Often, things move so fast – or so slowly – that we miss them, initially. But that does not mean something life-changing is not happening, quietly building. “Freedom waves” – like those built to free Poland and other Soviet-dominated nations, were like that.

Notably, “freedom waves” did the same in places like the Philippines, India, and Panama, and even in America. The courage that comes from a people denied freedom is strong.

Not every “freedom wave” that begins persists, as evidenced by Tiananmen in 1989, Hungary in 1956, Czechoslovakia in 1967, and many other failed waves. But once the “freedom wave” finally gathers, you can feel it. Something all-powerful, irrepressible lurks. In 2023, from history and experience, one has a strange sense that distant “freedom waves” are forming. 

We shall see – and interestingly so will Lech Walesa and Dr. Antoni Stawikowski – both alive and living today, in a free and prosperous Poland. They envisioned it. They fought for it. They believed in the power of the “freedom wave.” And they made it so. Who … may be next?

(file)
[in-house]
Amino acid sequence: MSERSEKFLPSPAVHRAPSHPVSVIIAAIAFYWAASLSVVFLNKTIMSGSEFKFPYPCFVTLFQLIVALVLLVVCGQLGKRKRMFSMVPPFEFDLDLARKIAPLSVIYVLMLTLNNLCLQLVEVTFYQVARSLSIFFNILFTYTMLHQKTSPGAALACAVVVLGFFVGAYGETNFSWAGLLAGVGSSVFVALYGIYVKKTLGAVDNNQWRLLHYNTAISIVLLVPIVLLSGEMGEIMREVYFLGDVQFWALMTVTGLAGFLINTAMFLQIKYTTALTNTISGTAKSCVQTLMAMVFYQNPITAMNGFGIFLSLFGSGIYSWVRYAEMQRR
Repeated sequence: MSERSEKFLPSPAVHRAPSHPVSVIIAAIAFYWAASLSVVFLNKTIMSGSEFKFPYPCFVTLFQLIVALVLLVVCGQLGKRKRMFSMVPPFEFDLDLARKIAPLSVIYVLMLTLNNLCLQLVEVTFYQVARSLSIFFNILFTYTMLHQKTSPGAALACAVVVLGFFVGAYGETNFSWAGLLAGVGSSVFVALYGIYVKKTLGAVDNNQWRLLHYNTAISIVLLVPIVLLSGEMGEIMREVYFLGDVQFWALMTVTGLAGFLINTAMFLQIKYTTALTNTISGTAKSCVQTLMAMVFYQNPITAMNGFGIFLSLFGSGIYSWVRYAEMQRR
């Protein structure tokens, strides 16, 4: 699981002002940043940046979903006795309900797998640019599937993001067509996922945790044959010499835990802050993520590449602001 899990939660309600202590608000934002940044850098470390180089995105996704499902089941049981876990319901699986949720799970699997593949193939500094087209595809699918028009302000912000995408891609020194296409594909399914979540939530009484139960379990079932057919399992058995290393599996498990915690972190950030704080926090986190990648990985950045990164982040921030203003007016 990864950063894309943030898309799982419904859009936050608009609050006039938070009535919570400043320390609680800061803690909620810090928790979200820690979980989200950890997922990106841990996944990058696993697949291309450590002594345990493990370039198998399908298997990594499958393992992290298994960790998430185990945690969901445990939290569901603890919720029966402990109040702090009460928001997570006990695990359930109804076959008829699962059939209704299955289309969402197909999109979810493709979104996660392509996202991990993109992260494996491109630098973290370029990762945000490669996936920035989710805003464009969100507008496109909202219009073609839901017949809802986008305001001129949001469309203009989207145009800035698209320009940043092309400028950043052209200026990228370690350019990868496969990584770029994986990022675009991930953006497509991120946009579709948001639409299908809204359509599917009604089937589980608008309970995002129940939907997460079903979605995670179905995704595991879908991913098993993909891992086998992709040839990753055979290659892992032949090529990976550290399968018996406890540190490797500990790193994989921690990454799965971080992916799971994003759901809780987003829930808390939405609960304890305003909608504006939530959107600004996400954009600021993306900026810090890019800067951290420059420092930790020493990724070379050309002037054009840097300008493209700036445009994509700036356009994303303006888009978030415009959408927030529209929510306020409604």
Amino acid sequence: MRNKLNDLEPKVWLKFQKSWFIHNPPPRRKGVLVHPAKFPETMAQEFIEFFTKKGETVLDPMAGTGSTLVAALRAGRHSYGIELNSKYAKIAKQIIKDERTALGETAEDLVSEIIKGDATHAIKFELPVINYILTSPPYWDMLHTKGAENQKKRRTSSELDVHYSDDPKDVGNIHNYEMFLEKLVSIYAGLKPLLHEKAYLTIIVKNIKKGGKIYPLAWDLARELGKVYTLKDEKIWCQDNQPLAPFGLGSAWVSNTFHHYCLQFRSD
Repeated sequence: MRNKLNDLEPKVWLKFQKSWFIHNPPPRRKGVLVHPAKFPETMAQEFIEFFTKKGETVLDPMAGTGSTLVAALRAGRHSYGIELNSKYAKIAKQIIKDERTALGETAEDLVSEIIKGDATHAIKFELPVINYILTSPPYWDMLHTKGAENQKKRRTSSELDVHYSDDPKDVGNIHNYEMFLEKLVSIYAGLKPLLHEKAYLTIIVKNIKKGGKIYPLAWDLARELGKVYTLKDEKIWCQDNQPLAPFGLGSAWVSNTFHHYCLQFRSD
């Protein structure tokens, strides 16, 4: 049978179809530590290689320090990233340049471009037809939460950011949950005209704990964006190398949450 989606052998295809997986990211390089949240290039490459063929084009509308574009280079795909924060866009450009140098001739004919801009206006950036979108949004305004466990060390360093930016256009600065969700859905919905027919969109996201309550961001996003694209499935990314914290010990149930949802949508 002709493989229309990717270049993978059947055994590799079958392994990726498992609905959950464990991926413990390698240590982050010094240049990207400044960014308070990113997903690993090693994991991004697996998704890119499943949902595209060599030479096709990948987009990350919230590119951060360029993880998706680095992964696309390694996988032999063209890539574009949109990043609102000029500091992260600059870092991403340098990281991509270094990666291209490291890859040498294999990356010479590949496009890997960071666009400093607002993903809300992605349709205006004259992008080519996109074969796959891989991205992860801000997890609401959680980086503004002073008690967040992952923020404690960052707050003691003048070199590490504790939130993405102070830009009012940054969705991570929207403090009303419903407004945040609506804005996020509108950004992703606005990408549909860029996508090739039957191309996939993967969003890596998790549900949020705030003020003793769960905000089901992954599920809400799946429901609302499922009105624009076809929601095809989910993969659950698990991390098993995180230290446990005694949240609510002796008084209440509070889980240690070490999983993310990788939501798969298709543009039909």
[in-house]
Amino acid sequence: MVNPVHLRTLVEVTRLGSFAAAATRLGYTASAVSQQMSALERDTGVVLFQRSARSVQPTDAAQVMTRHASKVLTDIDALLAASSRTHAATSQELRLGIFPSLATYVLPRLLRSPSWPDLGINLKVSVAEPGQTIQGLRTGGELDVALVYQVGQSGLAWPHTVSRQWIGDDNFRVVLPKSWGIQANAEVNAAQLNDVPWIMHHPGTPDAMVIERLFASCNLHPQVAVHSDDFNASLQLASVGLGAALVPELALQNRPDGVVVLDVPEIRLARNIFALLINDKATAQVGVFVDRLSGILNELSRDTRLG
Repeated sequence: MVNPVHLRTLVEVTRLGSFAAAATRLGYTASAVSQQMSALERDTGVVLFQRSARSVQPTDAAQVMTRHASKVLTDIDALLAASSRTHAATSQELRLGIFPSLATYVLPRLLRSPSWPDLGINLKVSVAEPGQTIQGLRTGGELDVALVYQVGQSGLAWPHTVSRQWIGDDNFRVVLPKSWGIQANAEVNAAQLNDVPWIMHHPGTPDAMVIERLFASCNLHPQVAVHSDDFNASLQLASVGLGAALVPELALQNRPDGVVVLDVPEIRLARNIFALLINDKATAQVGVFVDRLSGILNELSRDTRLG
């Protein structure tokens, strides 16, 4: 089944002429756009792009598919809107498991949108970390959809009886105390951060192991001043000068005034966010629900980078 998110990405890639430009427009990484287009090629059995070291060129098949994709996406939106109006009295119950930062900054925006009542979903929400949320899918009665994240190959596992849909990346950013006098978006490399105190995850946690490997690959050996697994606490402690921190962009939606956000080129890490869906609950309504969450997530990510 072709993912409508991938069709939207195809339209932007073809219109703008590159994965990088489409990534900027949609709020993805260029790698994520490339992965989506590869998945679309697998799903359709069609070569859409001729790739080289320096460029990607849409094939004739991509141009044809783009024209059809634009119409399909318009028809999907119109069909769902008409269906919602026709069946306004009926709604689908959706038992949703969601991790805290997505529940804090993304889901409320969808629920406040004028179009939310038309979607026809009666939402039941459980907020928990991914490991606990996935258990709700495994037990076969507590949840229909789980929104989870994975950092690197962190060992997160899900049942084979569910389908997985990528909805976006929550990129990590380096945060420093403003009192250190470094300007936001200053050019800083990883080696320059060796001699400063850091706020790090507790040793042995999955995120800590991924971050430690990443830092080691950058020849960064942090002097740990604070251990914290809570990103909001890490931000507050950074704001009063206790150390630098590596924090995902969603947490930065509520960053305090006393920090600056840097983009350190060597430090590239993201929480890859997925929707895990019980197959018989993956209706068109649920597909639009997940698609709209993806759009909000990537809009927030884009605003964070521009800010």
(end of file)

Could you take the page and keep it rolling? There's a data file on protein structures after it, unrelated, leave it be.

Robert Charles is a former Assistant Secretary of State under Colin Powell, former Reagan and Bush 41 White House staffer, attorney, and naval intelligence officer (USNR). He wrote “Narcotics and Terrorism” (2003), “Eagles and Evergreens” (2018), and is National Spokesman for AMAC.


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Esther
2 months ago

Great article, inspiring! I pray for freedom (and wisdom) for all people, everywhere.

Jeri
2 months ago

The Polish people learned a very hard lesson during WWII. Rather than try to forget it, and ignore it, and try to rewrite history, they learned from it, studied it and pledged as a people to never be used again. Wish I could say the same for Americans especially those hyper focused on pronouns and other assorted nonsense.

johnh
2 months ago
Reply to  Jeri

Americans need to read & study our history and WWII history to understand why we need to know history. Polish people learned a very hard lesson in WWII & want to prevent history from repeating itself.

Duluth Tom
2 months ago

When people taste freedom, there is no turning back. We need to feed these countries with encouragement and a taste of what we still have here. It’ll grow from an ember to a raging fire given time.

David Millikan
2 months ago

Interesting and informative article.